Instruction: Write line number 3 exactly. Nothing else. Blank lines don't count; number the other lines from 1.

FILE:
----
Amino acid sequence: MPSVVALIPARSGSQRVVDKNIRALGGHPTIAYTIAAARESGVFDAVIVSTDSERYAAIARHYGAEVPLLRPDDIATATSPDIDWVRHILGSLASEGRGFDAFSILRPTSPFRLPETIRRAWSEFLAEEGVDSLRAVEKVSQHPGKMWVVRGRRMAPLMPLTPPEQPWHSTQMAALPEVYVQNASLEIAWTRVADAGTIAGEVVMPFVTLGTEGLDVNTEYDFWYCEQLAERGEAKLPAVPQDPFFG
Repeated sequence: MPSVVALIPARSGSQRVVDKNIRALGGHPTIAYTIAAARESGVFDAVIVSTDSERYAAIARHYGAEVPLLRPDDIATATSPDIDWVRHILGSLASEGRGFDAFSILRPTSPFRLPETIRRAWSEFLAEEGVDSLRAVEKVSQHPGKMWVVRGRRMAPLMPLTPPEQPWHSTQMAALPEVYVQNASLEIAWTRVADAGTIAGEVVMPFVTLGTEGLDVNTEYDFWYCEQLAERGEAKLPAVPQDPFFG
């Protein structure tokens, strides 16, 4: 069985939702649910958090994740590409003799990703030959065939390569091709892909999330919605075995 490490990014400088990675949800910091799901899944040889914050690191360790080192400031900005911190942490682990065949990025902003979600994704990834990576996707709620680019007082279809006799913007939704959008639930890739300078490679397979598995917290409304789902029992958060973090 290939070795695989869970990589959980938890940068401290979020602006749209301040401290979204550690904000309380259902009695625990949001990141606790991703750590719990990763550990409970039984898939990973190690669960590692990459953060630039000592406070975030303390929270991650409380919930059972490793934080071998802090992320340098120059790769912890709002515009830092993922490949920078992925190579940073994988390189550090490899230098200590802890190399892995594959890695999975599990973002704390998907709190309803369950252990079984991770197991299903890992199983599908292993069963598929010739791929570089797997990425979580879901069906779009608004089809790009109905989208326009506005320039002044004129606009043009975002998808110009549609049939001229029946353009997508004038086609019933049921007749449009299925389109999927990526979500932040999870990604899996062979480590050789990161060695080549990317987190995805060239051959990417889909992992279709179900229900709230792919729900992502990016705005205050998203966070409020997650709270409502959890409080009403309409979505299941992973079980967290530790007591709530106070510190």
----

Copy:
């Protein structure tokens, strides 16, 4: 069985939702649910958090994740590409003799990703030959065939390569091709892909999330919605075995 490490990014400088990675949800910091799901899944040889914050690191360790080192400031900005911190942490682990065949990025902003979600994704990834990576996707709620680019007082279809006799913007939704959008639930890739300078490679397979598995917290409304789902029992958060973090 290939070795695989869970990589959980938890940068401290979020602006749209301040401290979204550690904000309380259902009695625990949001990141606790991703750590719990990763550990409970039984898939990973190690669960590692990459953060630039000592406070975030303390929270991650409380919930059972490793934080071998802090992320340098120059790769912890709002515009830092993922490949920078992925190579940073994988390189550090490899230098200590802890190399892995594959890695999975599990973002704390998907709190309803369950252990079984991770197991299903890992199983599908292993069963598929010739791929570089797997990425979580879901069906779009608004089809790009109905989208326009506005320039002044004129606009043009975002998808110009549609049939001229029946353009997508004038086609019933049921007749449009299925389109999927990526979500932040999870990604899996062979480590050789990161060695080549990317987190995805060239051959990417889909992992279709179900229900709230792919729900992502990016705005205050998203966070409020997650709270409502959890409080009403309409979505299941992973079980967290530790007591709530106070510190």